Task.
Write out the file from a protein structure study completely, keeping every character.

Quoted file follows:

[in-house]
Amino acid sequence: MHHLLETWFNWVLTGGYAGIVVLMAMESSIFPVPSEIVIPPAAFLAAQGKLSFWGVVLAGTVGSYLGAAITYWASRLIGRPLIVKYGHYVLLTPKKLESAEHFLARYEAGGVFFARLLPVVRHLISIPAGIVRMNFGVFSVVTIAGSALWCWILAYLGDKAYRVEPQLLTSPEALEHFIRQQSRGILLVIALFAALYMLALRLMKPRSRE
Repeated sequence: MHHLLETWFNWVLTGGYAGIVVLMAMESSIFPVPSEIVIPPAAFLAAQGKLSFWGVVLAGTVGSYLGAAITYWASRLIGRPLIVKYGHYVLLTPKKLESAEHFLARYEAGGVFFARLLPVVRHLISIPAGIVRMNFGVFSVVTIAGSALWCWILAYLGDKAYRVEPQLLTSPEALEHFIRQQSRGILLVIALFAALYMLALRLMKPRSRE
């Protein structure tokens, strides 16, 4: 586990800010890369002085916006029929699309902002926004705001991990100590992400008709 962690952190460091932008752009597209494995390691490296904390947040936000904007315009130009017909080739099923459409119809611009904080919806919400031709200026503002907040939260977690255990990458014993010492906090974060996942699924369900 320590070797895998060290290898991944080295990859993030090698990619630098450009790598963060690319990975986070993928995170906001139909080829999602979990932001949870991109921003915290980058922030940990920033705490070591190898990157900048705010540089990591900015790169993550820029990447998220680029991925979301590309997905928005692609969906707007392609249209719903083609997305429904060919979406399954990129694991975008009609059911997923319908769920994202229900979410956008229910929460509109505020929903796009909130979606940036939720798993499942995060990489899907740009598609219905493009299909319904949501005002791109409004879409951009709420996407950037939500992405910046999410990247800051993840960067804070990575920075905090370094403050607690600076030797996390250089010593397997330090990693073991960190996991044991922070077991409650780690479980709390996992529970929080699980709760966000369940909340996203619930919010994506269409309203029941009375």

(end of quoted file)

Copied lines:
[in-house]
Amino acid sequence: MHHLLETWFNWVLTGGYAGIVVLMAMESSIFPVPSEIVIPPAAFLAAQGKLSFWGVVLAGTVGSYLGAAITYWASRLIGRPLIVKYGHYVLLTPKKLESAEHFLARYEAGGVFFARLLPVVRHLISIPAGIVRMNFGVFSVVTIAGSALWCWILAYLGDKAYRVEPQLLTSPEALEHFIRQQSRGILLVIALFAALYMLALRLMKPRSRE
Repeated sequence: MHHLLETWFNWVLTGGYAGIVVLMAMESSIFPVPSEIVIPPAAFLAAQGKLSFWGVVLAGTVGSYLGAAITYWASRLIGRPLIVKYGHYVLLTPKKLESAEHFLARYEAGGVFFARLLPVVRHLISIPAGIVRMNFGVFSVVTIAGSALWCWILAYLGDKAYRVEPQLLTSPEALEHFIRQQSRGILLVIALFAALYMLALRLMKPRSRE
């Protein structure tokens, strides 16, 4: 586990800010890369002085916006029929699309902002926004705001991990100590992400008709 962690952190460091932008752009597209494995390691490296904390947040936000904007315009130009017909080739099923459409119809611009904080919806919400031709200026503002907040939260977690255990990458014993010492906090974060996942699924369900 320590070797895998060290290898991944080295990859993030090698990619630098450009790598963060690319990975986070993928995170906001139909080829999602979990932001949870991109921003915290980058922030940990920033705490070591190898990157900048705010540089990591900015790169993550820029990447998220680029991925979301590309997905928005692609969906707007392609249209719903083609997305429904060919979406399954990129694991975008009609059911997923319908769920994202229900979410956008229910929460509109505020929903796009909130979606940036939720798993499942995060990489899907740009598609219905493009299909319904949501005002791109409004879409951009709420996407950037939500992405910046999410990247800051993840960067804070990575920075905090370094403050607690600076030797996390250089010593397997330090990693073991960190996991044991922070077991409650780690479980709390996992529970929080699980709760966000369940909340996203619930919010994506269409309203029941009375």